Here's What I Tell People When They Ask Me About Brazil's Problem With Violence

Brazil Activism
by Guilherme Ribeiro Jan 16, 2017

Before I left Rio de Janeiro in 2007, I worked in a hostel as a receptionist and I couldn’t understand how some travellers were so naive. It didn’t matter how many times I told them to not go somewhere in the evening, they just thought they knew better. The result: every week at least one traveller got mugged.

When I arrived in London in the same year, it took me a couple of months to adjust. I remember putting my mobile and wallet in my underwear when walking on unlit streets; always double-checking if I was being followed, and, of course, being acutely aware of the things happening around me.

The thing is you cannot compare the violence between Brazil and Europe. It’s just on another level.

We have a history of violence

I’m not going to delve too much into Brazilian history, but it’s important to understand a bit of our past to have a clear look at our current state.

Brazil was built through exploitation. We were that last country in the world to abolish slavery. If you add to that the macho culture, the horrendously uneven distribution of wealth, and the rampant corruption of the government, it’s difficult to see a different outcome.

Our population is very diverse, but it doesn’t translate into an equal nation. Black people constitute the majority of our inmate population; women fight every day to have more agency over their lives, and we have areas where mansions share a wall with favelas.

Violence is part of your life.

Have you heard about the “thief’s money?” It’s when people spread their money in different pockets and keep a dummy wallet with expired cards and documents, so that If they get robbed, they’ll just lose a fiver.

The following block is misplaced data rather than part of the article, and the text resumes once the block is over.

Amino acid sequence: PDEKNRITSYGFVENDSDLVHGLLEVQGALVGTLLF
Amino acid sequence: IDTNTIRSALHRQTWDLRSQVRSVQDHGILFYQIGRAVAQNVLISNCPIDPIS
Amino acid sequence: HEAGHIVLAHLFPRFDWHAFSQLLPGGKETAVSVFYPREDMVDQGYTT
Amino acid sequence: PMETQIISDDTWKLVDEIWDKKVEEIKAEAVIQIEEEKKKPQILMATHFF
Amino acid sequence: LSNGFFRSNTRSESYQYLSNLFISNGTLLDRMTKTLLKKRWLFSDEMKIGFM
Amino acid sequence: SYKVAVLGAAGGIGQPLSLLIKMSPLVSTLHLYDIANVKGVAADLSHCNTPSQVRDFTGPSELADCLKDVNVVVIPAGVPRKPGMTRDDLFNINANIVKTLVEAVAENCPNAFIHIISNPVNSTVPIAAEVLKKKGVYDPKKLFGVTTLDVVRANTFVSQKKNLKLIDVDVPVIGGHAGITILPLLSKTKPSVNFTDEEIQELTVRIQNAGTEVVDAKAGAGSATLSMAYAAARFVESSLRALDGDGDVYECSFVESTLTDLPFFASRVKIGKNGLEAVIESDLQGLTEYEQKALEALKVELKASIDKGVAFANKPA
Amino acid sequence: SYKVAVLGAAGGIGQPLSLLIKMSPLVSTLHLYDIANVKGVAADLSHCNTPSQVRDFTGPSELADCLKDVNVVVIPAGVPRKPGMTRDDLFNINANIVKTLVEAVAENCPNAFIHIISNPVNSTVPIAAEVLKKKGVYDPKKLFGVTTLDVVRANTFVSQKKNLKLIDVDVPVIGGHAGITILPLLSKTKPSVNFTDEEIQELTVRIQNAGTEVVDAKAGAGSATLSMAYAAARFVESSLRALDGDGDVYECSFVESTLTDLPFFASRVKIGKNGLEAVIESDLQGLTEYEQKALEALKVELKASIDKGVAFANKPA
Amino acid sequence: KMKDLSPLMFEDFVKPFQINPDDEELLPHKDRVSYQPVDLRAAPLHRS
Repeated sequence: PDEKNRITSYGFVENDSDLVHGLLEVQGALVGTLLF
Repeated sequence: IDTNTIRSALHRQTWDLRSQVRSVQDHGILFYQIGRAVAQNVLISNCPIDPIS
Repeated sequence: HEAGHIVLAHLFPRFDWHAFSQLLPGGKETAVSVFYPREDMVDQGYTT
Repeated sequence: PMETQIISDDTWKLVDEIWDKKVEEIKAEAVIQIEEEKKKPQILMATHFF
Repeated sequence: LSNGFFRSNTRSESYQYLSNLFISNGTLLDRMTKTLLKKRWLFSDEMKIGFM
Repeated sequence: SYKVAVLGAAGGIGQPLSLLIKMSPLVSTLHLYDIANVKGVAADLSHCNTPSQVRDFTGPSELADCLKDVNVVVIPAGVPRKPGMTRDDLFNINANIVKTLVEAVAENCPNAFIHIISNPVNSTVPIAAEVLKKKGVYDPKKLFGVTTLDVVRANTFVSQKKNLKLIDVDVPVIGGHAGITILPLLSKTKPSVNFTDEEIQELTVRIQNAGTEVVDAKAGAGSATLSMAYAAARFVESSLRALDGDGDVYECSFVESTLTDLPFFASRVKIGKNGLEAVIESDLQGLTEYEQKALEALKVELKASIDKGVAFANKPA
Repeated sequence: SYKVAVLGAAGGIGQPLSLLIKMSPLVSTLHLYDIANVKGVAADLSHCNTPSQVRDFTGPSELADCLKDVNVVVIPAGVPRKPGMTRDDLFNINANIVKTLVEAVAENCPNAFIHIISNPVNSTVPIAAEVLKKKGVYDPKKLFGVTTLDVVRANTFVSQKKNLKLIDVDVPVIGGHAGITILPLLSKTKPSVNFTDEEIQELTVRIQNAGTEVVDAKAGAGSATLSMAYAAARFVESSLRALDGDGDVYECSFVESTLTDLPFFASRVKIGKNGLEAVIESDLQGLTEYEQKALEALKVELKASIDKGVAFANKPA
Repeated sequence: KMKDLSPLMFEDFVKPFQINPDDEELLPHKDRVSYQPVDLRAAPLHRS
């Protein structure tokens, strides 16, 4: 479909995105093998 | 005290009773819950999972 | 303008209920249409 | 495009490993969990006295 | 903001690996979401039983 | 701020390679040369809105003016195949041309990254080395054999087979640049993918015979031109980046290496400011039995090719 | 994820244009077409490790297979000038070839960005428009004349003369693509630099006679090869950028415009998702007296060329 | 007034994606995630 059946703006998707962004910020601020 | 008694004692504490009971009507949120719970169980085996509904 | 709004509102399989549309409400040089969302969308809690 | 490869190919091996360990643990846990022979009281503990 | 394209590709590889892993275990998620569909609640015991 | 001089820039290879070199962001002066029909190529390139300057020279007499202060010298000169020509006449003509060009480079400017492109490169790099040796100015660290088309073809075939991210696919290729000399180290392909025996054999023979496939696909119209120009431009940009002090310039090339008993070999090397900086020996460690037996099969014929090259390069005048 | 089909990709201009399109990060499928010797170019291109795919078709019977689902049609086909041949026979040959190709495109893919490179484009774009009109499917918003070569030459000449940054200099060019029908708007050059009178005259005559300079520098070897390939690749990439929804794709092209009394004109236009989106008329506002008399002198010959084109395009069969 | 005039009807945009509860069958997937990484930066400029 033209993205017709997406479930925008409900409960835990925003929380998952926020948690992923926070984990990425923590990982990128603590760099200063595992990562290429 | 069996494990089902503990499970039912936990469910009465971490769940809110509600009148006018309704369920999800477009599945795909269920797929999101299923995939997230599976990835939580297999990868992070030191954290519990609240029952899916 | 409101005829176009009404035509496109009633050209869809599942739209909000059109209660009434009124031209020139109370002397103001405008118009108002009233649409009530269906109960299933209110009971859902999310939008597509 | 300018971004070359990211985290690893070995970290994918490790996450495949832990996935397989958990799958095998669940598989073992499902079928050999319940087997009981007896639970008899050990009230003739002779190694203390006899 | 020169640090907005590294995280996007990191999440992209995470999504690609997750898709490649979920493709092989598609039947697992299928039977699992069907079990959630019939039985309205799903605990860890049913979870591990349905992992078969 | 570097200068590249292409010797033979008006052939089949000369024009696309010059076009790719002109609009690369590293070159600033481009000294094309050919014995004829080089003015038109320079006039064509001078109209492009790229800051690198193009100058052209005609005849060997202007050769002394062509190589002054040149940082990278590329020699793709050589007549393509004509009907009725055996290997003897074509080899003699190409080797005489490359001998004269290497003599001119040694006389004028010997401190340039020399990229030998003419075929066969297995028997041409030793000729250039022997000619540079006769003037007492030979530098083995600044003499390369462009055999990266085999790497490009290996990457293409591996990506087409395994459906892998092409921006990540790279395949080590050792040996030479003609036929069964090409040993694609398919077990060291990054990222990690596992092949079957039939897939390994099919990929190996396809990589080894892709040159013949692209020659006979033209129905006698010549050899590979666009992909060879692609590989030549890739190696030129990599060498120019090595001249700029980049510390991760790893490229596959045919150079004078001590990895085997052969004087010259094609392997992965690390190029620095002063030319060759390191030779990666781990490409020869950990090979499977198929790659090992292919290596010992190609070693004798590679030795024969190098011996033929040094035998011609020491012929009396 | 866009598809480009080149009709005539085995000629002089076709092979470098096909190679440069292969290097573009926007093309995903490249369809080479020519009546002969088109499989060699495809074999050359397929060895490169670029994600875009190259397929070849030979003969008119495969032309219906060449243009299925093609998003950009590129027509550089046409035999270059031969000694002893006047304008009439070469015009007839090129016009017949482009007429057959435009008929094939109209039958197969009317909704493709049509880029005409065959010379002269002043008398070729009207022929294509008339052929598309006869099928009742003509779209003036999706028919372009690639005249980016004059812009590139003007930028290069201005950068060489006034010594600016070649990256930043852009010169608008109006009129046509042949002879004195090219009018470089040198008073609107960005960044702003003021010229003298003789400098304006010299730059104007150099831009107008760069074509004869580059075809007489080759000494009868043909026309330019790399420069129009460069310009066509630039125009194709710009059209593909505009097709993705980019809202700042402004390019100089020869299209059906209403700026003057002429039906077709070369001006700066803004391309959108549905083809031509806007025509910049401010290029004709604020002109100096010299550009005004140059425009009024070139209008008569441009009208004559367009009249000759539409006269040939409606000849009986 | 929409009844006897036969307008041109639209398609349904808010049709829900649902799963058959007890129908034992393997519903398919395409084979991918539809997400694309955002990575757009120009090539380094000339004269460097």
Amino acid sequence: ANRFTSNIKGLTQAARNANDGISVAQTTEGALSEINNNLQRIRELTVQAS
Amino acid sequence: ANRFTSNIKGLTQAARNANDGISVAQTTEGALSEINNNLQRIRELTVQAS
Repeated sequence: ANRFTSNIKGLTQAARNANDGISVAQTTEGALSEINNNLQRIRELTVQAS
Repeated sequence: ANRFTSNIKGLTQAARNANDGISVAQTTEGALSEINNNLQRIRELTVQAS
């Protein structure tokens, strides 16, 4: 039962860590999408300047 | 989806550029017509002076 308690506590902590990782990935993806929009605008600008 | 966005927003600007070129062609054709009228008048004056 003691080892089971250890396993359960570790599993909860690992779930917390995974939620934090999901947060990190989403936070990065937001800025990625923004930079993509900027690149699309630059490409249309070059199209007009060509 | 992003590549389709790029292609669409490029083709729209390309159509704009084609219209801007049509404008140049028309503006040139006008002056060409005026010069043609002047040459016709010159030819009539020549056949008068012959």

It’s funny that this is a strategy travellers use when they’re visiting dangerous countries, whereas in Brazil it’s the way people live.

We don’t have hole-in-the-wall ATM’s in Brazil, it just wouldn’t work. If you want to withdraw some money you need to either go inside the bank or use one of the secure outside “cabins” — and they’re usually closed by 22:00. If you need money, you have to find the elusive 24-hour cash points.

After 23:00 the traffic lights turn to flashing yellow. Not everywhere of course, otherwise it could be dangerous, but anywhere with a high crime rate. This law was created as in the past the drivers had two options: stop at the red light, only to be robbed at gunpoint or go through and possibly crash into oncoming cars.

Is it getting any better?

The government created a program called UPP, where it allocated police units to the favelas in the Zona Sul of Rio de Janeiro (a rich neighbourhood) to control violence and get rid of the drug lords. The problem is that it was mainly created because we were about to host the World Cup in 2014 and the Olympics in 2016.

Are we safe now? Well, one of my friends just got robbed in Ipanema a couple of days ago; 56 inmates were killed in one of Brazil’s biggest massacre as the main drug lord’s factions are fighting each other, and a guy killed 12 people on New Year’s Eve leaving behind an extremely misogynist letter (nine women were killed).

Probably, a better question to ask is: Is there any hope? Yes! I wanted to give you a raw image of Brazil so you have an idea of the things people face on a daily basis, but does it mean you shouldn’t visit it? No it doesn’t and you should definitely spend some time in Brazil.

The people of Brazil

The main take here is that although we’re used to violence it doesn’t mean we condone it — we hate it as much as the next person. It’s a problem you learn to live with. The same way you might leave home early to avoid the traffic jam, we might not visit a neighbourhood in the evening to avoid being robbed.

However, as soon as you leave the big cities or capitals and explore the countryside and small towns, you see a different country. We still have places where kids play on the streets, neighbours gossip on their doorsteps, and people sleep with their windows wide open.

When people ask me about the violence in Brazil, my answer is always the same: ask the locals. These people know the dangerous areas; dangerous bars; dangerous times and most importantly, they want you to be safe.

However, don’t forget that shit happens and if it happens to you, just shake it off and carry on with your life as we Brazilians do every day.

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